Gilberti described how she helped achieve positive outcomes with nutrition. “I worked with a 3-year old boy with autism who initially presented as an extremely picky eater,” she said. “He ate only 5-8 foods, had severe constipation, was a poor sleeper (woke from 2 to 5 a.m. every night) and was nonverbal. The mom was extremely stressed and required a lot of support and coaching. I recommended an anti-inflammatory diet (no grains or gluten, dairy, refined sugars, or processed foods), made environmental changes (i.e., eliminated toxins in toys and self-care products), and lifestyle recommendations (i.e., modified sleep routine/environment, provided sensory/motor/exercises). After about two months, he started eating a greater variety of foods (20+ whole foods, including some vegetables), slept through the night 80% of the time, and had bowel movements daily, without medication. He also improved in his motor planning skills with a new ability and interest in climbing playground equipment, and started to say a few words and make new sounds.”
Cathy Hohmeyer, OTR/L, has studied nutrition due to her passion with healthy foods. “When [I was] becoming an OT, nutrition was not addressed specifically,” she said. “My own studies brought me to the work by Dr. Weston Price, who studied truly healthy populations around the world for 10 years. These real foods and food preparations totally integrated with the way I was cooking already, and gave me the answer to why people in my dining room loved the food — it was made with whole foods and whole processes. The body can tell when it is getting the foods that work together synergistically! As I studied the 11 common food processes, I realized that these were also the basis of the healing foods that many are finally learning about today.”
Hohmeyer adds that old fads such as eating low fat have actually created ill health.
She created a holistic resort in her hometown, Lake Clear Lodge and Retreat, where she became operator and executive chef.
“I have been a Weston A. Price Foundation (WAPF) Chapter Leader for close to 10 years now,” said Hohmeyer. “Sally Fallon, who created the international WAPF, is coming to my lodge early this summer to kick off a week-long series of cooking, health and good foods.”
Hohmeyer is developing a program based on holistic nourishment. She offers cooking classes on a variety of topics on healthy and easy dishes, as well as the real foods preparations at her resort. She is developing more retreats that incorporate real foods.
She has conducted dozens of culturing and fermenting workshops at many places, including her lodge and fairs, and has sold culturing kits to people who are incorporating cultured and probiotic foods into their life. She teaches classes on healing foods such as bone broths and culturing with the Holistic Health Transformation Program at www.learnitlive.com under Dr. Karen Kan. She plans to integrate healing foods programs in OT schools.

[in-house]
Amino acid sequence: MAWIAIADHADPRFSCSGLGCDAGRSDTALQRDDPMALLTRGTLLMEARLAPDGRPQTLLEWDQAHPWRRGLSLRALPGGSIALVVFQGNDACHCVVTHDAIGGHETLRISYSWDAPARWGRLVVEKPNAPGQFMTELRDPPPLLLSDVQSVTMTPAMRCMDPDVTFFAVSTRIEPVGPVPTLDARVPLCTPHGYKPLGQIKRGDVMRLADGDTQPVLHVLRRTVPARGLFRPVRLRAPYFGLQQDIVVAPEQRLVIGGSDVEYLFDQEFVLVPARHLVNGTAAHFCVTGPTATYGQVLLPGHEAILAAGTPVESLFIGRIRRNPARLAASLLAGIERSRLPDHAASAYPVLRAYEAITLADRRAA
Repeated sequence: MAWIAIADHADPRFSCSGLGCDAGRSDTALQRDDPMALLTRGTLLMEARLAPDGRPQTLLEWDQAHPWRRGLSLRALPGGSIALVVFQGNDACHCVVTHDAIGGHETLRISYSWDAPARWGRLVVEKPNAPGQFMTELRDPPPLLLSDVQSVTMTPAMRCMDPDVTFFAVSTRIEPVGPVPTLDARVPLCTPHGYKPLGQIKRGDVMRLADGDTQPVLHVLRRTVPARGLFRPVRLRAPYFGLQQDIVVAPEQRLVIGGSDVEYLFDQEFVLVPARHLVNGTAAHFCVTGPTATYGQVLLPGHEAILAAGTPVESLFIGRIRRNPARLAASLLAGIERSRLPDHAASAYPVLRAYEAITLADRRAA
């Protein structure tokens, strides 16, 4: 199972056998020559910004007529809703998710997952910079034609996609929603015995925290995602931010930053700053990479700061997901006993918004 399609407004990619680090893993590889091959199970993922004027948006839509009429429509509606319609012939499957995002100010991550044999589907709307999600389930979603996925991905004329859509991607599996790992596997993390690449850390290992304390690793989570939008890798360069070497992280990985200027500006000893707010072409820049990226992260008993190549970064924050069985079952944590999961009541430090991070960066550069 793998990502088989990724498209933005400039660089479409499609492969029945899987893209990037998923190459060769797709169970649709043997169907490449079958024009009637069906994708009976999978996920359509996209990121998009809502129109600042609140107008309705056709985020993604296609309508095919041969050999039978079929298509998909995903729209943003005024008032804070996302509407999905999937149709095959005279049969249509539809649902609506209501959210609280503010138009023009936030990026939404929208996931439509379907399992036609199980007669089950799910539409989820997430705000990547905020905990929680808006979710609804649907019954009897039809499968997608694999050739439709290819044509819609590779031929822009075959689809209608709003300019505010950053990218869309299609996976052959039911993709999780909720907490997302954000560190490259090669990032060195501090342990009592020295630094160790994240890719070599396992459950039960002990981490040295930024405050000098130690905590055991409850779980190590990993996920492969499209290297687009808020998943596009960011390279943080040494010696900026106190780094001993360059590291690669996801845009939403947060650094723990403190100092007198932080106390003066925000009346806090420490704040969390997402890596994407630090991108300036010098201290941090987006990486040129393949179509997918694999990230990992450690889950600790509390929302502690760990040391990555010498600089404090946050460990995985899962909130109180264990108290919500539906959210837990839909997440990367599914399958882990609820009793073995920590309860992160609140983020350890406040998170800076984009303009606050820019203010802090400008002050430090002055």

Simple Ways to Integrate Nutrition into OT
Gilberti says there are simple ways OTs can encourage a healthy diet. “The number-one thing that OTs can start to implement, with any population, is to encourage clients to eat whole, unprocessed foods, focusing on healthy proteins, healthy fats and vegetables (eat the colors of the rainbow), with 1-2 pieces of fruit a day,” she says. “The second thing OTs can do is encourage clients to eat healthy fats (cold first-pressed coconut oil, avocado oil, olive oil) and eliminate unhealthy fats (trans fats/hydrogenated fats, soy, corn and canola oils).”
Gilberti will be offering training for OTs this spring on Integrating Nutrition and Epigenetics into OT Practice. You can learn more about Tina Gilberti, OTR/L, FDN, at www.fdnholisticwellness or follow her on Facebook at Functional Nutrition and Holistic Wellness.
Hohmeyer recommends reading the book Nourishing Traditions for Children as it is simple to follow. Then, read the lengthier and complete Nourishing Traditions by Sally Fallon, and Nourishing Broth by Sally Fallon and Kaayla T. Daniel. Additional resources are The BodyMind Institute and the website and books from Weston A. Price Foundation.
Hohmeyer recommends that OTs learn more about illnesses that come from an imbalance in microbes, to support the microbiome through culturing foods and drink, and to release trapped emotions that hinder healing. Learn more about Cathy Hohmeyer, OTR/L, at www.oldworldkitchen.net and www.lodgeonlakeclear.com.
“Fed Up,” “Bought,” and “In Defense of Food” are current films that show how to eat well and the impact of nutrition on our health and the environment.
To learn more and connect with OTs interested in mind, body, and spirit medicine, prevention, and wellness, visit the www.HolisticOT.org website, the Holistic Occupational Therapy Page and group on Facebook, LinkedIn, HolisticOT on Twitter, Pinterest, and Instagram, and join the Holistic OT e-mail list.
1. American Journal of Occupational Therapy. March/April 2014, Vol. 68, S1-S48. doi:10.5014/ajot.2014.682006
2. Change your Lifestyle, Reverse Your Diseases. Retrieved from www.cnn.com/2013/03/16/opinion/ornish-health-lifystyle/
3. President’s Council on Fitness, Sports & Nutrition: Eat Healthy: Why Is It Important? Retrieved from www.fitness.gov/eat-healthy/why-is-it-important/
4. ChooseMyPlate.gov. Retrieved from www.choosemyplate.gov/dietary-guidelines#sthash.yKFmDwy2.dpuf
5. Health Lifestyle: Nutrition and Healthy Eating. Nutrition-wise blog. The Food and Mood Connection. Retrieved from www.mayoclinic.org/healthy-lifestyle
6. Unstable Emotion of Children Tied to Poor Diet. Retrieved from www.nytimes.com/1981/08/18/science/unstable-emotions-of-children-tied-to-poor-diet.html
Emmy Vadnais, OTR/L is a holistic occupational therapist, teacher, writer, and consultant. She provides holistic mind, body, and spirit healing, prevention and wellness services, and education to children, adults and health care practitioners. Her husband is a Culinary Institute of America graduate with over 35 years’ experience as an executive chef. Contact email@example.com, www.emmyvadnais.com, or www.HolisticOT.org.